With less than 24 hours before Governor Ned Lamont’s emergency orders are set to automatically extend for another five months, Democrats have announced a special hearing to review each of the 67 orders signed by the governor since the COVID-19 crisis began in March.
Their Republican colleagues have been calling for the meeting since the governor signed the extension on Tuesday.
It will automatically take effect by 2 p.m. Friday, if no action is taken. However, if the orders are nullified, they’ll be allowed to expire on the original end date, September 9.
Meanwhile, some business owners and residents called for an end to the orders, saying they’re too restrictive, during a rally on Friday.
“There is no emergency,” said Shannon Gamache of Ashford.
Waving the red, white, and blue, more than 100 people lined up in the name of liberty outside the state Capitol.
“The majority of us who are healthy and who are young and who aren’t going to be affected by this we should be able to live our lives unrestricted,” she said.
"We're hurting. We can't pay our bills and no one's helping us,” said Ken Ernhout of Litchfield.
Representative Anne Dauphinais, the organizer of the event, said through his executive orders, the governor is choosing winners and losers.
“Why is it one business can open and another one can't? Why can we have 150 people in a Walmart but not 100 people in a church?" she asked.
During Friday’s emergency meeting of the Committee of 10, the top Democrats and Republicans along with ranking members of the Public Health Committee will only have two choices, either vote to extend or abolish all of the orders.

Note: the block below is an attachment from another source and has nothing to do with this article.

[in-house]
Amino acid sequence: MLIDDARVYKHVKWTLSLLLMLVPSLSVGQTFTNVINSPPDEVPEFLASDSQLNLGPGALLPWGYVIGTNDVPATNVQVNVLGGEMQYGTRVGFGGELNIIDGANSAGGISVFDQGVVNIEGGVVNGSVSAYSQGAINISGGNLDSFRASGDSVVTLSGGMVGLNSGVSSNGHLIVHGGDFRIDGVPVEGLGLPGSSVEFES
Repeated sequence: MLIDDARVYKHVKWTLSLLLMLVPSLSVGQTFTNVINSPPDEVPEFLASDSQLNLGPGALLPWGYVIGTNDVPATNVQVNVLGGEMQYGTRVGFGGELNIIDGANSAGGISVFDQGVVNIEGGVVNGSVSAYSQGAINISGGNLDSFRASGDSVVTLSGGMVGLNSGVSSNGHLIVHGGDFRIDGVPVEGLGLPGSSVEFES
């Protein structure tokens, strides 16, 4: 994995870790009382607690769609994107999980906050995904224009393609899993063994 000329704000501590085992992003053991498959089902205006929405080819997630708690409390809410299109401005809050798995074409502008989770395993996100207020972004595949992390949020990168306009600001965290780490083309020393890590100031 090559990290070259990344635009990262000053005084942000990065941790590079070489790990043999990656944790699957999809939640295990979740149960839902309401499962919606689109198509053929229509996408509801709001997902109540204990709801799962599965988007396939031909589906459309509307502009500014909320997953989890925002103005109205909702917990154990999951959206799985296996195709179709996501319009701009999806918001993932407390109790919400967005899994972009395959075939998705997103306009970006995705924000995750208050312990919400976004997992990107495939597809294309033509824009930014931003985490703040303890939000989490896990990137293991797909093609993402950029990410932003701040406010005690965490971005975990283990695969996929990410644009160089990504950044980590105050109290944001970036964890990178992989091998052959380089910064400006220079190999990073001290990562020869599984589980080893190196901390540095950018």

There’s a 72-hour window from the moment the governor signs the orders, which means action must be taken by the 2 p.m. Friday deadline or the orders automatically extend.
Republican lawmakers have complained that Democrats are giving the governor free reign.
“He said he needed two weeks. Then after two weeks he said he had to flatten the curve. The curve got flattened and now it’s going on and on and on and on and there’s just one reason after the next to continue this,” said Dauphinais.
Ken Ernhout, a landlord, said his Torrington tenant stopped paying rent before the pandemic, but the state's eviction moratorium has stopped him from taking action.
"This hurts our own pocketbooks, it hurts our own families,” he told a crowd of 100 people at a rally for Liberty on the steps of the State Capitol Thursday.
Landlords aren't the only ones who feel they're losing their livelihood. For his photobooth business, Jonathan Johnson depends on weddings and other big events, which haven't been allowed to resume.
"My entire business is shut down with no hopes of continuing,” said Johnson.
The governor’s office pointed out that 95% of the state’s economy is open for business.
“We’ve got about 86% of our economy back. Our GDP is one of the strongest in the region. We have more of our economy open than anywhere else but just because it’s open doesn’t mean everybody is going back all at once," said Lamont.
However, it’s the 5% that’s growing weary of waiting for the state to move into phase three of its reopening plan.
“We were told that we were gonna take 15 days to flatten the curve that was 171 days ago. We’ve had multiple days in the month of August with zero deaths, we have under one death per day, under 1% infection rate, we’ve had no metric or date by which the governor has said he’s going to rescind his executive orders and we want answers,” said Johnson.
With restaurants operating at 50% capacity inside, there's worry that those who depend on outdoor dining won't survive the winter.
"I know I have restaurant owners in my town of Litchfield that will probably not reopen in the spring,” said Rep. David Wilson, R, Litchfield.
It's not just the business community calling for an end to these emergency orders.
“The past seven months have been really challenging for us,” said Heather Grabeline.
Grabeline said her 13-year-old son Thayden has autism and is non-verbal. However, she said his pediatrician and specialists refuse to sign a letter exempting him from wearing a mask for fear they'll be sued. Her family's been holed up in their home since the pandemic began.
“I need you to stop with these mandates Governor Lamont. Our family is suffering,” said Grabeline when asked about her message to the governor.
The meeting of the legislative leaders will start Friday at 8 a.m. in the Legislative Office Building.